It might seem bizarre turning to an American cookbook for a classic French recipe but this version from the Balthazar Cookbook is hard to beat.
Though we might be inclined to use a tender young chicken, Coq au Vin was originally made by braising the meat from a sinewy old rooster in cheap red wine for a long period of time.
4 large stewing hen legs
1 large yellow onion, cut into 1cm dice
1 large carrot, cut into 1cm dice
2 celery stalks, cut into medium dice
1 head of garlic, halved horizontally
1 bottle of red wine*
1 bouquet garni
Salt and freshly ground black pepper to taste
4 tablespoons olive oil
2 tablespoons tomato paste
3 tablespoons plain flour
750ml veal stock (for which there is a recipe in the book) or homemade chicken stock
250g pearl onions, peeled
225g smoked streaky bacon in one piece, diced
450g small button mushrooms
3 tablespoons chopped flat-leaf parsley
In a large bowl, combine the legs, onion, carrot, celery, garlic, wine and bouquet garni. Cover with cling film and refrigerate for 24 to 36 hours.
Strain the legs and the vegetables from the marinade, reserving the liquid and separating the chicken and vegetables. Season the legs with salt and pepper.
Heat the olive oil in a large casserole. When it begins to smoke, add the legs, in batches if necessary, being sure not to crowd the pan. Brown evenly and deeply on all sides, about 8 minutes per side. Set the finished legs to the side and discard the oil; replenish it between batches.
When finished browning the legs, reduce the heat to medium and add the reserved vegetables to the pot. Cook until they soften and begin to brown, about 5 to 8 minutes. Stir in the tomato paste and cook for about 2 minutes, then add the flour, stirring again for about 2 minutes. Add the reserved wine marinade and, as it bubbles up, use a wooden spoon to scrape the bottom of the pot and incorporate any flavourful bits into the broth. Simmer until the liquid has reduced by half, about 20 to 25 minutes, then add the stock. As it reaches the boil, reduce the heat to low and maintain a slow and gentle simmer for 1 hour, at which point the meat should be meltingly tender.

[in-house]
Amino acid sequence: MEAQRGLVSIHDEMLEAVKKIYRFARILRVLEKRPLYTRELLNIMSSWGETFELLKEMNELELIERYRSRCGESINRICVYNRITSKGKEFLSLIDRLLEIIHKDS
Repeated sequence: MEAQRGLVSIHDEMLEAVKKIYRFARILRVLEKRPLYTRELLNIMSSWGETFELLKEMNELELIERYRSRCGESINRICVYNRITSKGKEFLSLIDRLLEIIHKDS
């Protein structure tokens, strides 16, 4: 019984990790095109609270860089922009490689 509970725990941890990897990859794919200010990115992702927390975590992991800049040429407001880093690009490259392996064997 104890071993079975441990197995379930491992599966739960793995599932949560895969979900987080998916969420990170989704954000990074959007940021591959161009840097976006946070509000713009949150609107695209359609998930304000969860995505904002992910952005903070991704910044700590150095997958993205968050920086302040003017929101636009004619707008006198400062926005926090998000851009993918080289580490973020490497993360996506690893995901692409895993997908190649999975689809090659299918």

Meanwhile, prepare the rest of the ingredients: blanch the pearl onions in boiling water for 5 to 7 minutes, until tender. Drain and set aside. Cook the bacon in a dry frying pan over a medium heat until brown, about 10 minutes, then remove with a slotted spoon. Add the mushrooms to the pan and the now very hot rendered bacon fat, cook until brown, about 5 minutes, then remove with a slotted spoon. Add the blanched pearl onions to the pan, sauting until they too are brown, about 5 minutes.
Remove the legs from the braising liquid and strain the contents of the pot, reserving the liquid and discarding the vegetables. Bring to a strong simmer and skim the surface of the sauce as it bubbles, removing any visible fat. When the sauce has reduced by half, return the legs to the pot along with the bacon, onions and mushrooms and simmer for an additional 15 minutes. Just prior to serving, add the chopped parsley.
Serve with French-style pomme purée (creamy mashed potato)
From The Balthazar Cookbook by Keith McNally, Riad Nasr & Lee Hanson, published in the UK by Absolute Press, price £25.
What to drink*:
The tradition with this types of recipe is to drink a slightly better version of the wine you've used to cook it - a Nuits-St-Georges when you've used a basic burgundy for example but a less well-known appellation like Aloxe-Corton or Fixin would be less costly and rather more interesting. Or you could perfectly well use an inexpensive southern French red
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